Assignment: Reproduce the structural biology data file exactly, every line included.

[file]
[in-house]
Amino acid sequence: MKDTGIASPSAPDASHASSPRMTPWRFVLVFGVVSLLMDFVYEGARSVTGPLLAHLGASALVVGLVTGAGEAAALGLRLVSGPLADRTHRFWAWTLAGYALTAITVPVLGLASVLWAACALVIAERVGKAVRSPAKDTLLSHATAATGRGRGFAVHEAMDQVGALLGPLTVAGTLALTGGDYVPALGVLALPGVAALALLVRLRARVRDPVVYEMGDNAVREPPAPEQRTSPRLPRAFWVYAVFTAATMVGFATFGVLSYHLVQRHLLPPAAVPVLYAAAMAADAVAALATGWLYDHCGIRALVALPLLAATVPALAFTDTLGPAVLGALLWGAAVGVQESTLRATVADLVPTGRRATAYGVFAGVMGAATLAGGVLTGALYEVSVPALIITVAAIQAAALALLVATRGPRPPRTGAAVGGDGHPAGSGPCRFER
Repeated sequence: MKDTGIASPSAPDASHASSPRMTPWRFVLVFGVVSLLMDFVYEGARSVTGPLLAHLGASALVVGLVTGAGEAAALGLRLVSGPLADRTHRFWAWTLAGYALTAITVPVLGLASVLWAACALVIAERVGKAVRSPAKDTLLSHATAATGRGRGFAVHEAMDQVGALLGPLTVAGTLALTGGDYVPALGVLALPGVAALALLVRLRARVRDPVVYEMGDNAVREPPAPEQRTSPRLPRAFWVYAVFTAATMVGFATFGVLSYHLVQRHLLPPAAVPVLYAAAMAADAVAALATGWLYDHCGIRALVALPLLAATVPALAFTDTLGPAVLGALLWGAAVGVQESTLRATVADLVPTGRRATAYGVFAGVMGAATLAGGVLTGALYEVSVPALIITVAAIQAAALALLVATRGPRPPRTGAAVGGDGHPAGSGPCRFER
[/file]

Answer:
[in-house]
Amino acid sequence: MKDTGIASPSAPDASHASSPRMTPWRFVLVFGVVSLLMDFVYEGARSVTGPLLAHLGASALVVGLVTGAGEAAALGLRLVSGPLADRTHRFWAWTLAGYALTAITVPVLGLASVLWAACALVIAERVGKAVRSPAKDTLLSHATAATGRGRGFAVHEAMDQVGALLGPLTVAGTLALTGGDYVPALGVLALPGVAALALLVRLRARVRDPVVYEMGDNAVREPPAPEQRTSPRLPRAFWVYAVFTAATMVGFATFGVLSYHLVQRHLLPPAAVPVLYAAAMAADAVAALATGWLYDHCGIRALVALPLLAATVPALAFTDTLGPAVLGALLWGAAVGVQESTLRATVADLVPTGRRATAYGVFAGVMGAATLAGGVLTGALYEVSVPALIITVAAIQAAALALLVATRGPRPPRTGAAVGGDGHPAGSGPCRFER
Repeated sequence: MKDTGIASPSAPDASHASSPRMTPWRFVLVFGVVSLLMDFVYEGARSVTGPLLAHLGASALVVGLVTGAGEAAALGLRLVSGPLADRTHRFWAWTLAGYALTAITVPVLGLASVLWAACALVIAERVGKAVRSPAKDTLLSHATAATGRGRGFAVHEAMDQVGALLGPLTVAGTLALTGGDYVPALGVLALPGVAALALLVRLRARVRDPVVYEMGDNAVREPPAPEQRTSPRLPRAFWVYAVFTAATMVGFATFGVLSYHLVQRHLLPPAAVPVLYAAAMAADAVAALATGWLYDHCGIRALVALPLLAATVPALAFTDTLGPAVLGALLWGAAVGVQESTLRATVADLVPTGRRATAYGVFAGVMGAATLAGGVLTGALYEVSVPALIITVAAIQAAALALLVATRGPRPPRTGAAVGGDGHPAGSGPCRFER